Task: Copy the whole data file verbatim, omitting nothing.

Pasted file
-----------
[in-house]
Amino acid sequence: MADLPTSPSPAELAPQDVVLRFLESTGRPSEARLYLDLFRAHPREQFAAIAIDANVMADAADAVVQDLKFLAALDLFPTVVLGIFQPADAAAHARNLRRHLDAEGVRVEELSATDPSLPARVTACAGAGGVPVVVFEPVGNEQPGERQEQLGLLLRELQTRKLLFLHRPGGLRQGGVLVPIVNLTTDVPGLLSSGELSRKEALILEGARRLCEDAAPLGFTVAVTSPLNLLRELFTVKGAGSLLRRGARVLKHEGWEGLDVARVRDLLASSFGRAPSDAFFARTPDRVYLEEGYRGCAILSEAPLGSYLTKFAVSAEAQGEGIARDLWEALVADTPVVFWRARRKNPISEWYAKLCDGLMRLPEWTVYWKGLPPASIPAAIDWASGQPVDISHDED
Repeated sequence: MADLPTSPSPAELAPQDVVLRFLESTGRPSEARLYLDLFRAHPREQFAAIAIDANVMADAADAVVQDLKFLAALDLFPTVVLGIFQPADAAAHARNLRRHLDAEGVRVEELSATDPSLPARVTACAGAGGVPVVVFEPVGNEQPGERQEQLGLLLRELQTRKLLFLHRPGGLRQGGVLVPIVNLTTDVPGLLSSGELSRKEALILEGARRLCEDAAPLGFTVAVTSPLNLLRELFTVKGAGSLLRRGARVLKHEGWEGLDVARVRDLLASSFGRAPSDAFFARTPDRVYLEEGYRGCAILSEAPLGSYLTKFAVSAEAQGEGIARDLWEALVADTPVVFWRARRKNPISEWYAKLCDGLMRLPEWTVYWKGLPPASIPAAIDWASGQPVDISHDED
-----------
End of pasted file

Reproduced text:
[in-house]
Amino acid sequence: MADLPTSPSPAELAPQDVVLRFLESTGRPSEARLYLDLFRAHPREQFAAIAIDANVMADAADAVVQDLKFLAALDLFPTVVLGIFQPADAAAHARNLRRHLDAEGVRVEELSATDPSLPARVTACAGAGGVPVVVFEPVGNEQPGERQEQLGLLLRELQTRKLLFLHRPGGLRQGGVLVPIVNLTTDVPGLLSSGELSRKEALILEGARRLCEDAAPLGFTVAVTSPLNLLRELFTVKGAGSLLRRGARVLKHEGWEGLDVARVRDLLASSFGRAPSDAFFARTPDRVYLEEGYRGCAILSEAPLGSYLTKFAVSAEAQGEGIARDLWEALVADTPVVFWRARRKNPISEWYAKLCDGLMRLPEWTVYWKGLPPASIPAAIDWASGQPVDISHDED
Repeated sequence: MADLPTSPSPAELAPQDVVLRFLESTGRPSEARLYLDLFRAHPREQFAAIAIDANVMADAADAVVQDLKFLAALDLFPTVVLGIFQPADAAAHARNLRRHLDAEGVRVEELSATDPSLPARVTACAGAGGVPVVVFEPVGNEQPGERQEQLGLLLRELQTRKLLFLHRPGGLRQGGVLVPIVNLTTDVPGLLSSGELSRKEALILEGARRLCEDAAPLGFTVAVTSPLNLLRELFTVKGAGSLLRRGARVLKHEGWEGLDVARVRDLLASSFGRAPSDAFFARTPDRVYLEEGYRGCAILSEAPLGSYLTKFAVSAEAQGEGIARDLWEALVADTPVVFWRARRKNPISEWYAKLCDGLMRLPEWTVYWKGLPPASIPAAIDWASGQPVDISHDED